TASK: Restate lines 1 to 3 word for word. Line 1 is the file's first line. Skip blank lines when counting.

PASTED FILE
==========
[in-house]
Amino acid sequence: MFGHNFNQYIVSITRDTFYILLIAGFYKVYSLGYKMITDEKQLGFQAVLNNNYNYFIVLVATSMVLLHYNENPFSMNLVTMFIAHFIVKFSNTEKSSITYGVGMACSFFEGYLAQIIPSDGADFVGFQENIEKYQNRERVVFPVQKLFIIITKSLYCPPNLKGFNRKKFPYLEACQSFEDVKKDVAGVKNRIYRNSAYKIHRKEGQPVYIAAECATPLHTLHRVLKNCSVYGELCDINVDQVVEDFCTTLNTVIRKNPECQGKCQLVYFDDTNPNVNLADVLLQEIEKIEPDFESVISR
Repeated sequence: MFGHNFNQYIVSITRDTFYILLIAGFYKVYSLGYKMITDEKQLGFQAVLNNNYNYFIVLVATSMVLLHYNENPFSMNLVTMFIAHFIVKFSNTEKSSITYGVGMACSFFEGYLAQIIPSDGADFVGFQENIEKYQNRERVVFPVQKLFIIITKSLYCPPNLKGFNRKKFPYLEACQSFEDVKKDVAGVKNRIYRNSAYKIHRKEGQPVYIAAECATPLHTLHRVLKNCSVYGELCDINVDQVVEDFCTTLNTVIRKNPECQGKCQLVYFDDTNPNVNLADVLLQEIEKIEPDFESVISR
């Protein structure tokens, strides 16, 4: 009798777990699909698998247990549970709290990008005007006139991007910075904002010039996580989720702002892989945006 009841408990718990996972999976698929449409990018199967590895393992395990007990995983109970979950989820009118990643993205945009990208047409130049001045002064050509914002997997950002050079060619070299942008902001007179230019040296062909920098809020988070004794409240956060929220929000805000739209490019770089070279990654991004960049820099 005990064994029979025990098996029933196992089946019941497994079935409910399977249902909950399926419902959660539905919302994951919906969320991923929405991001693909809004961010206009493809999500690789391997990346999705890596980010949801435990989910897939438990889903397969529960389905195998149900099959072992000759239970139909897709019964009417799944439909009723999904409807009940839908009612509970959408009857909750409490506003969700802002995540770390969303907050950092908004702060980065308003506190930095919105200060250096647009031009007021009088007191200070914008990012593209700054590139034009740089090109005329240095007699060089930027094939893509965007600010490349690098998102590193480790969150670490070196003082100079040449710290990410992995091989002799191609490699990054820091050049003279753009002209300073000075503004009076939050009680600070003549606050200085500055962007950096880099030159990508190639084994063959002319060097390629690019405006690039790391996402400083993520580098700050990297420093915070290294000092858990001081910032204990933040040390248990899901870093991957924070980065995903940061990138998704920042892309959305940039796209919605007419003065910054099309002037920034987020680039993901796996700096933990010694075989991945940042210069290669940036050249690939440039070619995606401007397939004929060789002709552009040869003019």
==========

[in-house]
Amino acid sequence: MFGHNFNQYIVSITRDTFYILLIAGFYKVYSLGYKMITDEKQLGFQAVLNNNYNYFIVLVATSMVLLHYNENPFSMNLVTMFIAHFIVKFSNTEKSSITYGVGMACSFFEGYLAQIIPSDGADFVGFQENIEKYQNRERVVFPVQKLFIIITKSLYCPPNLKGFNRKKFPYLEACQSFEDVKKDVAGVKNRIYRNSAYKIHRKEGQPVYIAAECATPLHTLHRVLKNCSVYGELCDINVDQVVEDFCTTLNTVIRKNPECQGKCQLVYFDDTNPNVNLADVLLQEIEKIEPDFESVISR
Repeated sequence: MFGHNFNQYIVSITRDTFYILLIAGFYKVYSLGYKMITDEKQLGFQAVLNNNYNYFIVLVATSMVLLHYNENPFSMNLVTMFIAHFIVKFSNTEKSSITYGVGMACSFFEGYLAQIIPSDGADFVGFQENIEKYQNRERVVFPVQKLFIIITKSLYCPPNLKGFNRKKFPYLEACQSFEDVKKDVAGVKNRIYRNSAYKIHRKEGQPVYIAAECATPLHTLHRVLKNCSVYGELCDINVDQVVEDFCTTLNTVIRKNPECQGKCQLVYFDDTNPNVNLADVLLQEIEKIEPDFESVISR